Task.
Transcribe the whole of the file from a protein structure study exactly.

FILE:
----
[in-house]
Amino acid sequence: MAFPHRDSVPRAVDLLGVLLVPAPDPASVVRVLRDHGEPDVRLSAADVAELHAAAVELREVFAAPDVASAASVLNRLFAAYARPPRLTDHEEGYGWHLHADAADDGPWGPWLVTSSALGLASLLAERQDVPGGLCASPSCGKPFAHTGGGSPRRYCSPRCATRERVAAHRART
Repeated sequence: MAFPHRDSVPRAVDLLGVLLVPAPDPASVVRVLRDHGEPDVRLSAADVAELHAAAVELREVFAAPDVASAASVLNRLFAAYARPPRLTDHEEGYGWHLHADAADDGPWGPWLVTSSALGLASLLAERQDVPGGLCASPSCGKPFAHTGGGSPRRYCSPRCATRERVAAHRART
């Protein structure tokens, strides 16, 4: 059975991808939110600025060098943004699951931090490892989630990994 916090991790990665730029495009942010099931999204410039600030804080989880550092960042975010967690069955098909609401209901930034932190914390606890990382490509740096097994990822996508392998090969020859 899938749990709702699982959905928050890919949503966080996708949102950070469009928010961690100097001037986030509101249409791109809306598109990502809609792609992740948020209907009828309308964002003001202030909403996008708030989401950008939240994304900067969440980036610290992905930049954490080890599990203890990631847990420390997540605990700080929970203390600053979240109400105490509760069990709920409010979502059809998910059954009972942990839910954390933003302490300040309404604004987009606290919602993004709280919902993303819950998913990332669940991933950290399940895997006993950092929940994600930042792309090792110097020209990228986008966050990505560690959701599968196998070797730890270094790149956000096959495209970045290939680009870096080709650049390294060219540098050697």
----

[in-house]
Amino acid sequence: MAFPHRDSVPRAVDLLGVLLVPAPDPASVVRVLRDHGEPDVRLSAADVAELHAAAVELREVFAAPDVASAASVLNRLFAAYARPPRLTDHEEGYGWHLHADAADDGPWGPWLVTSSALGLASLLAERQDVPGGLCASPSCGKPFAHTGGGSPRRYCSPRCATRERVAAHRART
Repeated sequence: MAFPHRDSVPRAVDLLGVLLVPAPDPASVVRVLRDHGEPDVRLSAADVAELHAAAVELREVFAAPDVASAASVLNRLFAAYARPPRLTDHEEGYGWHLHADAADDGPWGPWLVTSSALGLASLLAERQDVPGGLCASPSCGKPFAHTGGGSPRRYCSPRCATRERVAAHRART
């Protein structure tokens, strides 16, 4: 059975991808939110600025060098943004699951931090490892989630990994 916090991790990665730029495009942010099931999204410039600030804080989880550092960042975010967690069955098909609401209901930034932190914390606890990382490509740096097994990822996508392998090969020859 899938749990709702699982959905928050890919949503966080996708949102950070469009928010961690100097001037986030509101249409791109809306598109990502809609792609992740948020209907009828309308964002003001202030909403996008708030989401950008939240994304900067969440980036610290992905930049954490080890599990203890990631847990420390997540605990700080929970203390600053979240109400105490509760069990709920409010979502059809998910059954009972942990839910954390933003302490300040309404604004987009606290919602993004709280919902993303819950998913990332669940991933950290399940895997006993950092929940994600930042792309090792110097020209990228986008966050990505560690959701599968196998070797730890270094790149956000096959495209970045290939680009870096080709650049390294060219540098050697």